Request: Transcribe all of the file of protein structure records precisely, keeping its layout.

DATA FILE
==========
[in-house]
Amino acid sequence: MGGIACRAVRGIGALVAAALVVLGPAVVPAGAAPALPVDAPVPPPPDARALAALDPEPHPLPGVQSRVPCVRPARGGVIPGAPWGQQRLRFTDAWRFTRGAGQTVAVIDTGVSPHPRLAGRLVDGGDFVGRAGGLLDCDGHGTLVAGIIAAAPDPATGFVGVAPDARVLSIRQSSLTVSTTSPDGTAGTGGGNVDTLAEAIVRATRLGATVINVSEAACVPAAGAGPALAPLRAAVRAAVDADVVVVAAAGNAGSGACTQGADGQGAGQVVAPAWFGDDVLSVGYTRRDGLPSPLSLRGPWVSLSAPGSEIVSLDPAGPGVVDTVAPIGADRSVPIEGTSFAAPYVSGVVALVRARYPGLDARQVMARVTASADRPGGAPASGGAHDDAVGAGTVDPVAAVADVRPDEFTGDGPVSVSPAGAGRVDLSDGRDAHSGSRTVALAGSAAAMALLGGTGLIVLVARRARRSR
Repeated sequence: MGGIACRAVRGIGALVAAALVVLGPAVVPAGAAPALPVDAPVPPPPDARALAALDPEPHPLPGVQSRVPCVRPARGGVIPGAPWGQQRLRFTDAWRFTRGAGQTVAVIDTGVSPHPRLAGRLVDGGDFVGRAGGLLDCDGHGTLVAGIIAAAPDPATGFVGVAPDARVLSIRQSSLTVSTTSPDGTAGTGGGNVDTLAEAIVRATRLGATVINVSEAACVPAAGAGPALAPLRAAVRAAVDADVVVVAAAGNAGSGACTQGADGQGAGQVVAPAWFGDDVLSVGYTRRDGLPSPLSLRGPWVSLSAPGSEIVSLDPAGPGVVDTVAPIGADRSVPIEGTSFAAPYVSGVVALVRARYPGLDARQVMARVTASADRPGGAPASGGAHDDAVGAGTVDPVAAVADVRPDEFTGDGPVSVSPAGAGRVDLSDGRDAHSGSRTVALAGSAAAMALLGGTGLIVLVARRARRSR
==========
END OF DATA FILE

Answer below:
[in-house]
Amino acid sequence: MGGIACRAVRGIGALVAAALVVLGPAVVPAGAAPALPVDAPVPPPPDARALAALDPEPHPLPGVQSRVPCVRPARGGVIPGAPWGQQRLRFTDAWRFTRGAGQTVAVIDTGVSPHPRLAGRLVDGGDFVGRAGGLLDCDGHGTLVAGIIAAAPDPATGFVGVAPDARVLSIRQSSLTVSTTSPDGTAGTGGGNVDTLAEAIVRATRLGATVINVSEAACVPAAGAGPALAPLRAAVRAAVDADVVVVAAAGNAGSGACTQGADGQGAGQVVAPAWFGDDVLSVGYTRRDGLPSPLSLRGPWVSLSAPGSEIVSLDPAGPGVVDTVAPIGADRSVPIEGTSFAAPYVSGVVALVRARYPGLDARQVMARVTASADRPGGAPASGGAHDDAVGAGTVDPVAAVADVRPDEFTGDGPVSVSPAGAGRVDLSDGRDAHSGSRTVALAGSAAAMALLGGTGLIVLVARRARRSR
Repeated sequence: MGGIACRAVRGIGALVAAALVVLGPAVVPAGAAPALPVDAPVPPPPDARALAALDPEPHPLPGVQSRVPCVRPARGGVIPGAPWGQQRLRFTDAWRFTRGAGQTVAVIDTGVSPHPRLAGRLVDGGDFVGRAGGLLDCDGHGTLVAGIIAAAPDPATGFVGVAPDARVLSIRQSSLTVSTTSPDGTAGTGGGNVDTLAEAIVRATRLGATVINVSEAACVPAAGAGPALAPLRAAVRAAVDADVVVVAAAGNAGSGACTQGADGQGAGQVVAPAWFGDDVLSVGYTRRDGLPSPLSLRGPWVSLSAPGSEIVSLDPAGPGVVDTVAPIGADRSVPIEGTSFAAPYVSGVVALVRARYPGLDARQVMARVTASADRPGGAPASGGAHDDAVGAGTVDPVAAVADVRPDEFTGDGPVSVSPAGAGRVDLSDGRDAHSGSRTVALAGSAAAMALLGGTGLIVLVARRARRSR